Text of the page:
Mid Wales

Endangered crayfish released into tributary of river Irfon in Powys

Oliver Brown from the Environment Agency at a previous crayfish release
Image caption It is hoped the one-year-old white-claw crayfish will breed in the river Irfon

A total of 500 native crayfish have been released into a river tributary in Powys as part of continued efforts to save the species from extinction.

It is hoped the one-year-old white-claw crayfish will breed after being released into a tributary of the River Irfon near Builth Wells.

The area has been chosen as it is free from a non-native crayfish and a fungus-like disease which kills the crustaceans.

They were bred at a hatchery in Brecon.

Oliver Brown, from Environment Agency Wales, said: "This project is an essential part of the agency's crayfish conservation strategy which involves protecting existing populations and establishing new safe havens for the species."

The crayfish were released in conjunction with the Wye and Usk Foundation (WUF), as part of a project which began in 2009 when the first egg-carrying females were caught and transported to the agency's hatchery from selected wild populations.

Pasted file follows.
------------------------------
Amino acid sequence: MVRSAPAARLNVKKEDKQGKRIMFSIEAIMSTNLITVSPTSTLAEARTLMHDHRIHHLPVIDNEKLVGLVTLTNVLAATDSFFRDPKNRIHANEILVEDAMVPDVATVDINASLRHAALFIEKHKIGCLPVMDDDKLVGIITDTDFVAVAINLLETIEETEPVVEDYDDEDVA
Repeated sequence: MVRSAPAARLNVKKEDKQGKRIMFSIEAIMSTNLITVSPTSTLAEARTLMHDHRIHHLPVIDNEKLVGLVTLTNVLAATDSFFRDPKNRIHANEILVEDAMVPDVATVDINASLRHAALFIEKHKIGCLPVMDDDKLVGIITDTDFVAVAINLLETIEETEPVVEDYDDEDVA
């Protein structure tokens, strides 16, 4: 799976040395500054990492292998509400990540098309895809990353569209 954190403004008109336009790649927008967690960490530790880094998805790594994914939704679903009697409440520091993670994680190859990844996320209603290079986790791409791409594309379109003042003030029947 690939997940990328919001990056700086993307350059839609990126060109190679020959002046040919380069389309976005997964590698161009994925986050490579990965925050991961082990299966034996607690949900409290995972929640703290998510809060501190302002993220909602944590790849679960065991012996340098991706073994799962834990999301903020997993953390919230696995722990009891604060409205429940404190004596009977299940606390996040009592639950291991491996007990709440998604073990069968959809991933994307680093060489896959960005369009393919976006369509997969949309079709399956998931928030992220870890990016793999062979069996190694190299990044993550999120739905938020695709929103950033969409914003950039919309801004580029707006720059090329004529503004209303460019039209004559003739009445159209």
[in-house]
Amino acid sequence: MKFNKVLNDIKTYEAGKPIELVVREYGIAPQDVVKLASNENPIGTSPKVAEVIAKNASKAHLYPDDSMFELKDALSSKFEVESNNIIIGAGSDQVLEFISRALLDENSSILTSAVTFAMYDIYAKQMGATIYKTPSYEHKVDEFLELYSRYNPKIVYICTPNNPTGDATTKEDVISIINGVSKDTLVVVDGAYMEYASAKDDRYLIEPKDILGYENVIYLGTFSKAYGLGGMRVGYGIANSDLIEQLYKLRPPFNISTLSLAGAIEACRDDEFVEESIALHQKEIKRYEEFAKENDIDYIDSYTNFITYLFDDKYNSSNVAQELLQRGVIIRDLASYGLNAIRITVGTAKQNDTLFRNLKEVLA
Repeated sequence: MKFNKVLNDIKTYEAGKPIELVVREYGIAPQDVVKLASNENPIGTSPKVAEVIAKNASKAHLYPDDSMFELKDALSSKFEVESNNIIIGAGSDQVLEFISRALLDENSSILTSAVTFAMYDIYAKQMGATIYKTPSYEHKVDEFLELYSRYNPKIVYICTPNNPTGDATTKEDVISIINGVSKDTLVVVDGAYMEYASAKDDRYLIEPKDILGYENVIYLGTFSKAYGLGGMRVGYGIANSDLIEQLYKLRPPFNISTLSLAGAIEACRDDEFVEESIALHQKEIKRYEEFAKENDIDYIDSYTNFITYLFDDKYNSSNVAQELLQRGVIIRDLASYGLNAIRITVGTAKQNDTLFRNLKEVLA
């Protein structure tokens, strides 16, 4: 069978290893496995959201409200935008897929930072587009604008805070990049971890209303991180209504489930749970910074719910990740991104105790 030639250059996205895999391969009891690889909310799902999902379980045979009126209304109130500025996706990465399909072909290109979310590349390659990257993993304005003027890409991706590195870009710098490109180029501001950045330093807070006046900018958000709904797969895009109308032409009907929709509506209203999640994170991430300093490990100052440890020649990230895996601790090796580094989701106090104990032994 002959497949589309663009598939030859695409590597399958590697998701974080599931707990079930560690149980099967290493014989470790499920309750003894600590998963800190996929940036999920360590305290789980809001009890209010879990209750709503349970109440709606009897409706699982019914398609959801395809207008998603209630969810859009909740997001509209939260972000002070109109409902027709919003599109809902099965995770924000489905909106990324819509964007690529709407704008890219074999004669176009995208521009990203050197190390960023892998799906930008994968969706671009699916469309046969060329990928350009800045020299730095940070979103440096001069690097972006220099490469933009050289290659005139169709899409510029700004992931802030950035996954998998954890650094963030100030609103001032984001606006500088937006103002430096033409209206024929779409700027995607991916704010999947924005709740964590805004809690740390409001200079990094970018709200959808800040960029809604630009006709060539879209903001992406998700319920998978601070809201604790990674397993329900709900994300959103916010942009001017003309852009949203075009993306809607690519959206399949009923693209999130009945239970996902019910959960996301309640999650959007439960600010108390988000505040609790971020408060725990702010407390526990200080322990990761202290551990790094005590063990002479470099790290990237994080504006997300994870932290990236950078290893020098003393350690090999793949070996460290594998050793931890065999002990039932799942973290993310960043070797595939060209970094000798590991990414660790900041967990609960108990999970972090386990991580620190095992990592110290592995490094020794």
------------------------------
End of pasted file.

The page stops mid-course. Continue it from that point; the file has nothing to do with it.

'Under threat'

The white-claw is Britain's only native crayfish.

It is under threat from disease, climate change, habitat degradation and competition from the more aggressive American crayfish which were introduced for food in the late 1970s and 1980s.

Image caption The juvenile crayfish were bred at a hatchery near Brecon

Experts believe that without intervention, there is real risk of the species becoming extinct from mainland Britain within the next three decades.

Simon Evans, of WUF, said: "This work provides a beacon of hope for our native crayfish and is part of our efforts to improve the Irfon catchment as a whole.

"We are also recovering the river's habitat and water quality that the introduced crayfish need to thrive."

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